Matagorda County Museum Our Blog The Importance of Inclusive Historical Exhibits in Museums

The Importance of Inclusive Historical Exhibits in Museums


In museums, historical exhibits are a vital part of the transmission of knowledge. They communicate the past to diverse audiences with a variety of backgrounds, interests, and needs. Exhibits contain interpretive judgments about cause and effect, perspective, and significance. They can memorialize tragedies and injustices, celebrate common events, or raise questions about controversies that are still relevant today. Regardless of the subject, all historical exhibits contain some artifacts that are central to their message.

A successful exhibition is more than just history displayed on the wall; it is a visual form of culture, a nonlinear argument, and a metaphor. The best exhibitions use objects, photographs, graphics, and re-created spaces to connect with people on personal levels. They are also a way to spark curiosity and imagination to understand the world in which we live.

The challenge for contemporary museums is to ensure that their exhibits are inclusive by using multiple voices, integrating a range of perspectives and including objects that represent the diversity of the communities that make up our nation. In doing so, museums can demonstrate that they are fulfilling a valuable service for their tax-exempt status and deserve the support of their donors.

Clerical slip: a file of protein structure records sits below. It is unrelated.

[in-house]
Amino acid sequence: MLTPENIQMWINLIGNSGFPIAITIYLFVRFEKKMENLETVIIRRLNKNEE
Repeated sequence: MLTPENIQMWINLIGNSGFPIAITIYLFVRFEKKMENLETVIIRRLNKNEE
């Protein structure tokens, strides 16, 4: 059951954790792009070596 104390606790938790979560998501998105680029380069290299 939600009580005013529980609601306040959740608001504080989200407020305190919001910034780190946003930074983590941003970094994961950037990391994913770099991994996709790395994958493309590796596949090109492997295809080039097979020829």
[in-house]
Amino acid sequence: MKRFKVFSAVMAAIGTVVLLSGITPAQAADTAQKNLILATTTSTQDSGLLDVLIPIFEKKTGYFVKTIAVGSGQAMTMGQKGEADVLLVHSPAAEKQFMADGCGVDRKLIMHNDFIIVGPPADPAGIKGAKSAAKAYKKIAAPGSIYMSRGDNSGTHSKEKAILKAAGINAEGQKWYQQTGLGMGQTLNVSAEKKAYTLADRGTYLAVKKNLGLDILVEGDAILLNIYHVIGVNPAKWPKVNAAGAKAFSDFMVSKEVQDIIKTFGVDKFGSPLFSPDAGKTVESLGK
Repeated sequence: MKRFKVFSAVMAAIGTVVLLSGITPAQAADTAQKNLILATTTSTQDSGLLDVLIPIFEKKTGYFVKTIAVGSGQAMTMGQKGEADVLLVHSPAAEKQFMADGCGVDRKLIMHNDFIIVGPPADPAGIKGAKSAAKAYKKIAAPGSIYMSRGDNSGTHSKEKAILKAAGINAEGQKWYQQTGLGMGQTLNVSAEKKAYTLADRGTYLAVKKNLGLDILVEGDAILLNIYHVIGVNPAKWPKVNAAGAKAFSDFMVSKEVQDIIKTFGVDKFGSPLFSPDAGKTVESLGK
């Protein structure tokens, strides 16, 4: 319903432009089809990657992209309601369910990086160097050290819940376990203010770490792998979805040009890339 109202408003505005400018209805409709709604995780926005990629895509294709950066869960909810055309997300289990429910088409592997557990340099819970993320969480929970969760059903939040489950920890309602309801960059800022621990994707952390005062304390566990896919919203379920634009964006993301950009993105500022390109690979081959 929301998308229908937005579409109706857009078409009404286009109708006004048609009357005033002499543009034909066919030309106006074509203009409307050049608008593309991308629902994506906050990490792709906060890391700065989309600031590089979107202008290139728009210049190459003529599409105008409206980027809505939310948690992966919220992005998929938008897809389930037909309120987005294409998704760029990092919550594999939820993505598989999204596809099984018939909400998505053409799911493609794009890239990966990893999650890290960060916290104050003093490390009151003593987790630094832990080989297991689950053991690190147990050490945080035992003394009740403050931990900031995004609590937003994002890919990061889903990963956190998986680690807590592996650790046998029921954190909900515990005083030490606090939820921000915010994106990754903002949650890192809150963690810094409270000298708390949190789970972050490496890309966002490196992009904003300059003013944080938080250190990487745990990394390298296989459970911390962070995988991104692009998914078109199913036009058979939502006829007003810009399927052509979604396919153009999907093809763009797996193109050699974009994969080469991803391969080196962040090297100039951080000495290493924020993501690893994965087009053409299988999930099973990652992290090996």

Creating inclusive visual histories requires hard work, research into new sources, and engaging with the communities whose history is being told. It also requires that we look at history through the lenses of a variety of cultures, religions, and social justice issues, such as homelessness, inequality, and social mobility.

Museums need to be open and willing to discuss the content of their exhibits and to accept criticism. Trying to suppress exhibits that challenge a particular point of view or to impose an uncritical point of view is inimical to public education and should be discouraged. The same holds true for attempts to censor or limit the language used in an exhibit.

Museums need to embrace the idea that history is not only something that happened in the past; it is a continuing process of interpretation and reinterpretation. They need to be willing to take risks and explore controversial topics in order to serve their visitors’ interests and needs. The resulting exhibits can be as meaningful to those who disagree with them as they are to those who find them compelling and informative. By embracing the value of diversity, museums can build a stronger future for themselves and their constituents. We are proud to be a part of that effort. We hope that you will join us in our mission to engage, inspire, and inform the public about the richness of our region’s history.